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I want to extend an existing application I made to make it set mixer volume by wheel-scrolling over it's notification area icon.

As far as I know, the notification area doesn't receive any WM_MOUSEWHEEL messages, but still I found an application that does exactly what I want to achieve ( Using WinspectorSpy I've noticed some strange messages the application's form receives: 0x000003d0 and 0x000003d1, but I found no references about them.

Does anyone have any idea on how I could achieve the desired functionality?

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up vote 1 down vote accepted

If you want to capture mouse/keyboard events outside of your application you will need Low-level Hooks.

A nice beginners article about installing a mouse hook in Delphi is How to Hook the Mouse to Catch Events Outside of your application on written by Zarko Gajic.

The user which starts your application will need administrative rights to install a hook.

After you capture the message you should determine if it's above your icon in the notification bar (which can be difficult because there is no exact api to get your position on the bar) and than process the scroll event.

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I've noticed that the application I was talking about 'leaks' a few messages (i.e.: are passed on to another application I had focused while scrolling over the systray), so I think they're doing something similar. – chitza Sep 19 '08 at 20:29

I explained about the mouse hooking, and mentioned it could be difficult to locate your exact icon. I did found the following article about how to locate a tray icon.

CTrayIconPosition - where is my tray icon? by Irek Zielinski. I think if you try to understand how it works you can turn it around and use it to check if your mouse is currently positioned above your icon.

But you should first check if the mouse is even in the tray area. I found some old code of mine (2005) which locates the correct region.

 hwndTaskBar, hwndTrayWnd, hwndTrayToolBar : HWND;
 rTrayToolBar : tRect;
 hwndTaskBar  := FindWindowEx (0, 0, 'Shell_TrayWnd', nil);
 hwndTrayWnd  := FindWindowEx (hwndTaskBar , 0, 'TrayNotifyWnd',nil);
 hwndTrayToolBar := FindWindowEx(hwndTrayWnd, 0, 'ToolbarWindow32',nil);

 Windows.GetClientRect(hwndTrayToolBar, rTrayToolBar);

Using this piece of code and the knowledge from the mentioned article I think you could implement the functionality that you wanted.

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Not sure if this will solve the problem but it might be worth a try as a starting point. You could create a top level transparent window that you then position over the top of the taskbar icon. That top level window will receive mouse notifications when the mouse is over it. You can then process them as required. How to find the screen location of the taskbar icon is something I do not know and so that might be an issue.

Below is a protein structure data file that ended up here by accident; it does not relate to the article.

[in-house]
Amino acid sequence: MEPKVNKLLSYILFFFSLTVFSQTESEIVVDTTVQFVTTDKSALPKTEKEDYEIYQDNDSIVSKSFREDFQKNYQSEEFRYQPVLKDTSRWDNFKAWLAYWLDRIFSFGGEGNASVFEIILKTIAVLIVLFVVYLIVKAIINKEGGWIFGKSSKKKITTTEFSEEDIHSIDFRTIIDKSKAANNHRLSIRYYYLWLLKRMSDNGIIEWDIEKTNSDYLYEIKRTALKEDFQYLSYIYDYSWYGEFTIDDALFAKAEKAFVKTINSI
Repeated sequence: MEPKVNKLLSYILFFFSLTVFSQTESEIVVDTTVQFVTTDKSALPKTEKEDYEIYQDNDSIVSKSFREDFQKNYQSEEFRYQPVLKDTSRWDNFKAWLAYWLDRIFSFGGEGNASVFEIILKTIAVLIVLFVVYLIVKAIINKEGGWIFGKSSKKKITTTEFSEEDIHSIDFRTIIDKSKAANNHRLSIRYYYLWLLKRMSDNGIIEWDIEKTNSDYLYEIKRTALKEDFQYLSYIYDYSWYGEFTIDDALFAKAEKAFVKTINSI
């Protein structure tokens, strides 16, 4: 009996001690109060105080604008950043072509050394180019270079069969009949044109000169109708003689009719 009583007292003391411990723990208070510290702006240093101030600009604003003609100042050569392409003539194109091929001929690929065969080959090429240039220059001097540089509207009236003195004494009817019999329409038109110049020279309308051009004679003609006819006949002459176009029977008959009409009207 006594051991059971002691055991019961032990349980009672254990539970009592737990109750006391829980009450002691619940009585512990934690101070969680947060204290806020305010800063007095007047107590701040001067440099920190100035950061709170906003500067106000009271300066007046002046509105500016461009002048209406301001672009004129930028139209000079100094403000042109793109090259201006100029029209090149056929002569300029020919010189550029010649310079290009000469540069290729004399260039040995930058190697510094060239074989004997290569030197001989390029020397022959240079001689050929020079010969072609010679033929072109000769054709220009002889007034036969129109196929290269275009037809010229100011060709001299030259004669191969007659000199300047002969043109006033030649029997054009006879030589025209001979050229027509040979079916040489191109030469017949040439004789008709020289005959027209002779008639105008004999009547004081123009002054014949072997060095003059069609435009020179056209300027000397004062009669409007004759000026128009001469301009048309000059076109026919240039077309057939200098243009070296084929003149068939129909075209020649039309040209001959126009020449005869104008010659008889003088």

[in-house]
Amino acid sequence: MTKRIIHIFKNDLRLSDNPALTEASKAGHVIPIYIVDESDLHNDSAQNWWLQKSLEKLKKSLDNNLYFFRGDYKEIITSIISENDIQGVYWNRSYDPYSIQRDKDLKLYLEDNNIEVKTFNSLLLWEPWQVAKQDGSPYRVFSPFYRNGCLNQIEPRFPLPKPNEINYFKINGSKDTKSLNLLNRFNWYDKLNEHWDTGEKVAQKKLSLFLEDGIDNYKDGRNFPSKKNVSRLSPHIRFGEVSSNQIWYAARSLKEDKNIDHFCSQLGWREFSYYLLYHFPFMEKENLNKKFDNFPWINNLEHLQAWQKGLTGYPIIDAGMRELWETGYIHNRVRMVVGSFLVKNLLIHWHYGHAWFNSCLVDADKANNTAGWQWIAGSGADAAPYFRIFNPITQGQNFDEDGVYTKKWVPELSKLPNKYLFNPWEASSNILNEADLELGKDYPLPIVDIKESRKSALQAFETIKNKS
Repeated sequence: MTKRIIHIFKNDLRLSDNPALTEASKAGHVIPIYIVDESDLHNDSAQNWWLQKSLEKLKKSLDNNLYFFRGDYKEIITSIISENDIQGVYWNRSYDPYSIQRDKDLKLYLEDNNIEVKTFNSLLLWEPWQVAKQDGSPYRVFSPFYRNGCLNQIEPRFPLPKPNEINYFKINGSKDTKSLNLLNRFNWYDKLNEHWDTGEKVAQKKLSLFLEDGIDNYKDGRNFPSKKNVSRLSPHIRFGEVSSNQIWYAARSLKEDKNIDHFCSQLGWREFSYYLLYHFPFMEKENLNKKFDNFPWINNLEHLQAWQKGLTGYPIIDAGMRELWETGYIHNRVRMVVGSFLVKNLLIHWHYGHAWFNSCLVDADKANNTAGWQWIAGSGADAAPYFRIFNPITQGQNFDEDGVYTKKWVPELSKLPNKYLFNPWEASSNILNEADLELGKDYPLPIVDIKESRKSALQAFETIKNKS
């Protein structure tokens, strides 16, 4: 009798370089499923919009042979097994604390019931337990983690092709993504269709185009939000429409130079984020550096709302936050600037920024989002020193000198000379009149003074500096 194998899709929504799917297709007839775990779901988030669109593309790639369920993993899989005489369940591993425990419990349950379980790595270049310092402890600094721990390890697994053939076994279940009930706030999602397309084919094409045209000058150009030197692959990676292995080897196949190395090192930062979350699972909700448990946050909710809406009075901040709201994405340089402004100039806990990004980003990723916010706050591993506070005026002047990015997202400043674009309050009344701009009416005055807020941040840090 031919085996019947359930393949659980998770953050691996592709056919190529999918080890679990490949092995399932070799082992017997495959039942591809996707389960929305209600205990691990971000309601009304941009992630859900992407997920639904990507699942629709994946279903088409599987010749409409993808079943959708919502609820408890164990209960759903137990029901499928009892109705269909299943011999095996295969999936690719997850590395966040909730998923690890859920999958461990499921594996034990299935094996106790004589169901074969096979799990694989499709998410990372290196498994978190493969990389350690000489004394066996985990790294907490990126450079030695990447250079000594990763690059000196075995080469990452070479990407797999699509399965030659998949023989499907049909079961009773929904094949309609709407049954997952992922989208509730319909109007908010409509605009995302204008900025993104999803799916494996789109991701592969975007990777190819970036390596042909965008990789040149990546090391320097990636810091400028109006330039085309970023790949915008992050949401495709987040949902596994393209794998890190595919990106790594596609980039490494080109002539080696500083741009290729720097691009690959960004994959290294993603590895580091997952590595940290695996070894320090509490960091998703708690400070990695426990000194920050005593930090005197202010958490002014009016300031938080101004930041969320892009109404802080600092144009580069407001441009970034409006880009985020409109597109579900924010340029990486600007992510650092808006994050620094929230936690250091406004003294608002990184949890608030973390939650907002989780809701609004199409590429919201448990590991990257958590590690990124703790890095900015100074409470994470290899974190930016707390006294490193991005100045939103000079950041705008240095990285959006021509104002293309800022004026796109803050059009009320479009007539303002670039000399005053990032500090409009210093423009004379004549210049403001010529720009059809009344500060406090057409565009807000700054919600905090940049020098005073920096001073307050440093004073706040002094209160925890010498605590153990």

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It's an interesting approach, but I'm afraid I would have to constantly monitor the icon's location (another icon appears, it gets hidden, etc.) and reposition the transparent window, which is kinda' challenging. – chitza Sep 19 '08 at 20:24

Id don't know if this will help you, but in Delphi the standard Message library states:


It would also be helpful if you let as know which language you are using.

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I'm using Delphi for this project, but the problem is that an icon in the notification area doesn't receive that message. I'm still looking for the article/blog where I saw the statement. – chitza Sep 19 '08 at 20:13
Look for controls which intercept this message before it gets to your control, this might be the answer to your problem. – Drejc Sep 21 '08 at 8:00
I looked, I think it's the taskbar window that processes these messages (Shell_TrayWnd). The Start button, the notification area (systray) and the application buttons are children of this window. – chitza Sep 22 '08 at 9:03
Then you might be stuck, and you need to hook up to the global message events. But this can get ugly as you might block some mouse event elsewhere. – Drejc Sep 22 '08 at 10:41

Just thought I'd point out that Power Mixer is capturing scroll wheel events on the whole taskbar, while the mouse middle click operates just on the sys tray icon.

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